New site wants to buy all your old gadgets
A new site has just launched in Australia that will pay you for your used, old and broken gadgets. BuyMyTronics.com.au’s mission is to re-use or recycle these products to keep the environment free of hazardous waste.
Australians are avid technology users who turn over their gadgets pretty quickly compared to other users around the world.
Now with BuyMyTronics.com.au, customers don’t have to toss their old products in a drawer or try getting a few dollars for them on eBay.
BuyMyTronics.com.au has an easy-to-use search tool that gives users a quote on how much their device is worth depending on the sort of condition it’s in.
They accept mobiles, digital cameras, laptops, GPS devices, camcorders, gaming consoles, tablets, camera lenses and media players.
The site also offers free shipping to send in your electronics. Once the price is agreed upon, users can print out a shipping label or have a post satchel sent out to them.
Once the package arrives at BuyMyTronics.com.au and inspected the customer is paid by their choice of cheque, direct deposit or instant transfer via PayPal.
For example, an iPhone 4S 32GB in good condition will earn users $268.
Dave Parker, BuyMyTronics.com.au’s chief operating officer, spoke to Tech Guide about the new gadget buy-back site.
Tech Guide: Where did the idea come from?
Dave Parker: We started out in late 2006 as a website called BuyMyBrokenIpod.com. At that time, iPods were a popular technology but they often broke and people had few options for what to do with them. We discovered that there was a secondary value for these electronic devices (through gadget enthusiasts and refurbishers) and we started collecting and reselling them. As our business grew to include other gadgets, our name changed to BuyMyTronics. I really identified with the model of rewarding people to get rid of electronic waste and wanted to bring it to Australia.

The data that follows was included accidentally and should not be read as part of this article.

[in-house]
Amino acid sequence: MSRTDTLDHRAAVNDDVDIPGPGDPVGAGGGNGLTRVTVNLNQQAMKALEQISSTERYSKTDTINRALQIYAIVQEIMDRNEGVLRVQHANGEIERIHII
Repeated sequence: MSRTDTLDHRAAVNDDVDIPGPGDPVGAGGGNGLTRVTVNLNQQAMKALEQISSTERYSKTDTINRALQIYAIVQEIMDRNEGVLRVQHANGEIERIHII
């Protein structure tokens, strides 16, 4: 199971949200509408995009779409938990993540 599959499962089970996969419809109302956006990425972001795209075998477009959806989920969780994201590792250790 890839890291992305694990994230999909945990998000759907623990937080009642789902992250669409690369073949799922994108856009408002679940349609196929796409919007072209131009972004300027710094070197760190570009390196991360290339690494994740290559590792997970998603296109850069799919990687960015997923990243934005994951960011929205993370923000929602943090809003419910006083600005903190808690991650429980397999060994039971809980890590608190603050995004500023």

TG: What are the most popular device customers are trading?
DP: As you might expect, we are seeing a ton of iPhone 3GS’ right now. There’s also a lot of other “first smartphones” coming in as people upgrade to the newer models. In non-mobile related trade-ins we see a lot of MacBooks and handheld game consoles like the Nintendo DS.
TG: What do you do with the devices once you get them?
DP: It all depends on the item. Most products we get in are in working condition and still have resale value. After five years in the business, we have a fairly large global network of buyers. Our first point of call is resale within Australia. We also have bulk buyers in developing regions that are always in need of second hand electronics, we work with refurbishers, and lastly, recycle scrap parts that cannot be re-circulated.
TG: So is recycling a big part of the business?
DP: Reuse and recirculation are the main parts of the business and while we don’t recycle in our facility, we work with certified recyclers to ethically dispose of the products that no longer have use. Recycling is reserved for very old, damaged and obsolete items. Our main goal is to make use of existing resources and by incentivizing customers to trade-in usable gadgets; we are promoting reuse, and helping to reduce waste in the environment.